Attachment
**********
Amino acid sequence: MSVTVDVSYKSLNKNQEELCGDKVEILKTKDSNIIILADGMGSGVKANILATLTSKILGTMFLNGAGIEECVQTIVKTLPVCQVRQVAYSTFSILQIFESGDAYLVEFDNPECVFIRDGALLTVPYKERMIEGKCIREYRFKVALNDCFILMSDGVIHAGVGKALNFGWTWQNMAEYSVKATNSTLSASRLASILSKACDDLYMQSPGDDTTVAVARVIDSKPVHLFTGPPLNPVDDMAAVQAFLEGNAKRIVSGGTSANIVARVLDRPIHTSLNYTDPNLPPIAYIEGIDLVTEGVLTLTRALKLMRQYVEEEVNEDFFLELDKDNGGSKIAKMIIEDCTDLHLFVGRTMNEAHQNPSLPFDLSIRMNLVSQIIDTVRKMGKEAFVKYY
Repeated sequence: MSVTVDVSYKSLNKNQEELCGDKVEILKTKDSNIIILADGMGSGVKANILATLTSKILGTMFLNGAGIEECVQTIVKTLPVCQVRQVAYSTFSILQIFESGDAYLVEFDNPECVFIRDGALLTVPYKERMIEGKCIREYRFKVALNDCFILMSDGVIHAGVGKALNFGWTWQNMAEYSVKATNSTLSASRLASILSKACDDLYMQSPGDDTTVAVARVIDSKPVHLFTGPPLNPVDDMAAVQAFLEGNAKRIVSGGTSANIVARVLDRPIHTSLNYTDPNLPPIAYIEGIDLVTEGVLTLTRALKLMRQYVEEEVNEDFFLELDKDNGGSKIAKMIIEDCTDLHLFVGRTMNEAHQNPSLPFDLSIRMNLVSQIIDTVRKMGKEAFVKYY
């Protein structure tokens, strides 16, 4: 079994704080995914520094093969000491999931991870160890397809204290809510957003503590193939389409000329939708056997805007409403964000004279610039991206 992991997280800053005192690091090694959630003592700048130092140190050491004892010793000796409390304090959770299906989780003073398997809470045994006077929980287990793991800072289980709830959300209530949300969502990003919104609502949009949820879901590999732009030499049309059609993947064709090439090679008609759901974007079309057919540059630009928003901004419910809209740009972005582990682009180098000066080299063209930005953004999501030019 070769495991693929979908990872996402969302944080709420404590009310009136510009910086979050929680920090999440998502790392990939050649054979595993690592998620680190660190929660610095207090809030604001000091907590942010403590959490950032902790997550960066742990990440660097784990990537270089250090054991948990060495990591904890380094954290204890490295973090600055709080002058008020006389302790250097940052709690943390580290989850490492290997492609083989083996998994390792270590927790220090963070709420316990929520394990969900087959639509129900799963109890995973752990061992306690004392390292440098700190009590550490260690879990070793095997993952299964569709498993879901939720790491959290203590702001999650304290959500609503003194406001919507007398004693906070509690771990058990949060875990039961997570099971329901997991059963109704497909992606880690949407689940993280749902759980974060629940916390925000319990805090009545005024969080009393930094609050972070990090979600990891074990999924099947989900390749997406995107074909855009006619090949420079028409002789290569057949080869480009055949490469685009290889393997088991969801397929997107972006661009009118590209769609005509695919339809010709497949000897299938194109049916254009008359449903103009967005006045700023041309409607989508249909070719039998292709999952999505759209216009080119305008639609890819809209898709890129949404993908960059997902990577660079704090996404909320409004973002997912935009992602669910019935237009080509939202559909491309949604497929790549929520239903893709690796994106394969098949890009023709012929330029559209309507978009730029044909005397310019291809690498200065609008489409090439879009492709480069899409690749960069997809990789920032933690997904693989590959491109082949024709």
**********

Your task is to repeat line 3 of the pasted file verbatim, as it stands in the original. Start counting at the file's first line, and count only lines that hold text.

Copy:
């Protein structure tokens, strides 16, 4: 079994704080995914520094093969000491999931991870160890397809204290809510957003503590193939389409000329939708056997805007409403964000004279610039991206 992991997280800053005192690091090694959630003592700048130092140190050491004892010793000796409390304090959770299906989780003073398997809470045994006077929980287990793991800072289980709830959300209530949300969502990003919104609502949009949820879901590999732009030499049309059609993947064709090439090679008609759901974007079309057919540059630009928003901004419910809209740009972005582990682009180098000066080299063209930005953004999501030019 070769495991693929979908990872996402969302944080709420404590009310009136510009910086979050929680920090999440998502790392990939050649054979595993690592998620680190660190929660610095207090809030604001000091907590942010403590959490950032902790997550960066742990990440660097784990990537270089250090054991948990060495990591904890380094954290204890490295973090600055709080002058008020006389302790250097940052709690943390580290989850490492290997492609083989083996998994390792270590927790220090963070709420316990929520394990969900087959639509129900799963109890995973752990061992306690004392390292440098700190009590550490260690879990070793095997993952299964569709498993879901939720790491959290203590702001999650304290959500609503003194406001919507007398004693906070509690771990058990949060875990039961997570099971329901997991059963109704497909992606880690949407689940993280749902759980974060629940916390925000319990805090009545005024969080009393930094609050972070990090979600990891074990999924099947989900390749997406995107074909855009006619090949420079028409002789290569057949080869480009055949490469685009290889393997088991969801397929997107972006661009009118590209769609005509695919339809010709497949000897299938194109049916254009008359449903103009967005006045700023041309409607989508249909070719039998292709999952999505759209216009080119305008639609890819809209898709890129949404993908960059997902990577660079704090996404909320409004973002997912935009992602669910019935237009080509939202559909491309949604497929790549929520239903893709690796994106394969098949890009023709012929330029559209309507978009730029044909005397310019291809690498200065609008489409090439879009492709480069899409690749960069997809990789920032933690997904693989590959491109082949024709």